That Christ knows our struggles and can sympathize with us in all ways is beyond questioning…for “ though he was in the form of God, (He) did not count equality with God a thing to be grasped, but made himself nothing, taking the form of a servant, being born in the likeness of men. And being found in human form, he humbled himself by becoming obedient to the point of death, even death on a cross. ” (Philippians 2:6–8, ESV) It is beyond our ability to comprehend that His endurance of the cross was preceded by joy; nevertheless, that is precisely the case. Though one cannot claim with unmoving dogmatism the reason for such joy, it can be safely said that at least in part, His joy was the fruitful product of His foreknown purpose. It was Jesus Himself who said, “16For God so loved the world, that he gave his only Son, that whoever believes in him should not perish but have eternal life. 17For God did not send his Son into the world to condemn the world, but in order that the world might be saved through him.” (John 3:16-17 ESV) He was fully aware of the purpose for which He was sent and in the moments leading up to His death, the dual act of obedience to the Father and redemption for mankind created a radiance of joy that was ever before Him.

Could it be that the Father’s desire is that we too walk a road of trial? Is it possible that God has a greater purpose than keeping us from pain? Is it realistic to believe that in the hidden pages of God’s plan are the tools of trial intended for our good and His glory? Is it within reason for us to add it all up and count it unmingled, untainted joy when we face the colorful array of trials that surrounds us? Make no mistake, we will face trials, they are the inescapable appointments of a loving God. The question that remains is whether or not we will catch the wind of joy in the midst of the trial. Trained best at the task will always be those who neither grasp for the joy nor gloat in the pain but who trust the Hand of God and who triumph in His purpose. If we are to resemble in any accurate measure the image of His Son we must uncover through the rubble of a sometimes broken moment the precious virtue of endurance, “The Queen of all Virtues”.[7] It is for this purpose that God sends His messengers of trouble into our lives; endurance will always be the child of difficulty.

The “Prince of Preachers”, Charles Spurgeon, said it quite well, “Faith untried may be true faith, but it is sure to be little faith, and it is likely to remain dwarfish so long as it is without trials. Faith never prospers so well as when all things are against her: tempests are her trainers, and lightnings are her illuminators. When a calm reigns on the sea, spread the sails as you will, the ship moves not to its harbour; for on a slumbering ocean the keel sleeps too. Let the winds rush howling forth, and let the waters lift up themselves, then, though the vessel may rock, and her deck may be washed with waves, and her mast may creak under the pressure of the full and swelling sail, it is then that she makes headway towards her desired haven. No flowers wear so lovely a blue as those which grow at the foot of the frozen glacier; no stars gleam so brightly as those which glisten in the polar sky; no water tastes so sweet as that which springs amid the desert sand; and no faith is so precious as that which lives and triumphs in adversity. Tried faith brings experience. You could not have believed your own weakness had you not been compelled to pass through the rivers; and you would never have known God’s strength had you not been supported amid the water-floods. Faith increases in solidity, assurance, and intensity, the more it is exercised with tribulation. Faith is precious, and its trial is precious too. [8]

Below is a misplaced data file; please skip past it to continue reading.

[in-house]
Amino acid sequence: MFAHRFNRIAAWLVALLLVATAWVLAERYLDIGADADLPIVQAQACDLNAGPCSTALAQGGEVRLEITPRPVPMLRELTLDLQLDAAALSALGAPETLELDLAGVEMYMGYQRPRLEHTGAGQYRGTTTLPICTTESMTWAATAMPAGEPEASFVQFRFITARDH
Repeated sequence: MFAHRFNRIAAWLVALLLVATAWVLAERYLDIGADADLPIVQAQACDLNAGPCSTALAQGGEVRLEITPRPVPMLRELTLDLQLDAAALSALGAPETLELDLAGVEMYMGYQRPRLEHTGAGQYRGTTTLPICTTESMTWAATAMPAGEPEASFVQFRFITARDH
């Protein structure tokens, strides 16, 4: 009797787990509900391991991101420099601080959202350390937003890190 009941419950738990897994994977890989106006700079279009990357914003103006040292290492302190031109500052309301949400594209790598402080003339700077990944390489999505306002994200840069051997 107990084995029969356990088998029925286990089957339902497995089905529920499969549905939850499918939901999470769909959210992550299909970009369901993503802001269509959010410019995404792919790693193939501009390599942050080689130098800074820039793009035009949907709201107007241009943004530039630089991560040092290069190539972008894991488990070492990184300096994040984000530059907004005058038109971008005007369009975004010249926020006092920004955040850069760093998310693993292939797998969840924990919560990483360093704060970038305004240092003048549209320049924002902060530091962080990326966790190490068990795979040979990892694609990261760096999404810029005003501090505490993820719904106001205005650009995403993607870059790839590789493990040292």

May we be a people who welcome the trials of life knowing that before they enter the corridors of our existence they first pass through the hands of a loving God. Truly, the grand conspiracy of God is that we would see ourselves in the mirror of His presence someday and realize that we are like Him. (1 John 3:2-3) Until that day, may He do all that is necessary to produce in us the characteristics that best resemble His Son. Though quiet the walk may be, may our time spent with trial never be wasted and may we learn from her all that God intends.

[1] Robert Browning Hamilton

[2] Lewis, C.S. The Screwtape Leters. New York: Simon and Schuster, 1966, Pg 44-45.

[3] Lewis, C.S The Problem of Pain

[4] The Holy Bible : English standard version. 2001 (Heb 12:2). Wheaton: Standard Bible Society.

[5] The word translated “steadfastness” in James 1:3 is the same Greek word translated “Endured” in Hebrews 12:2. The Greek word “Hupomone” though often misunderstood means refers to a vibrant withstanding in the midst of difficulty. It is a conquering virtue, a conquering endurance that deals triumphantly with the trials of life and literally means to bear up under a heavy load.

[6] Spurgeon, C. H. (2006). Morning and evening : Daily readings (Complete and unabridged; New modern edition.). Peabody, MA: Hendrickson Publishers.

[7] Barclay, William. The Letters of James and Peter. Louisville: Westminster John Knox Publishing, 2003.(Barclay credits the 4th century Church father, John Chrysostom for the statement.)

[8] Spurgeon, C. H. (2006). Morning and evening : Daily readings (Complete and unabridged; New modern edition.). Peabody, MA: Hendrickson Publishers.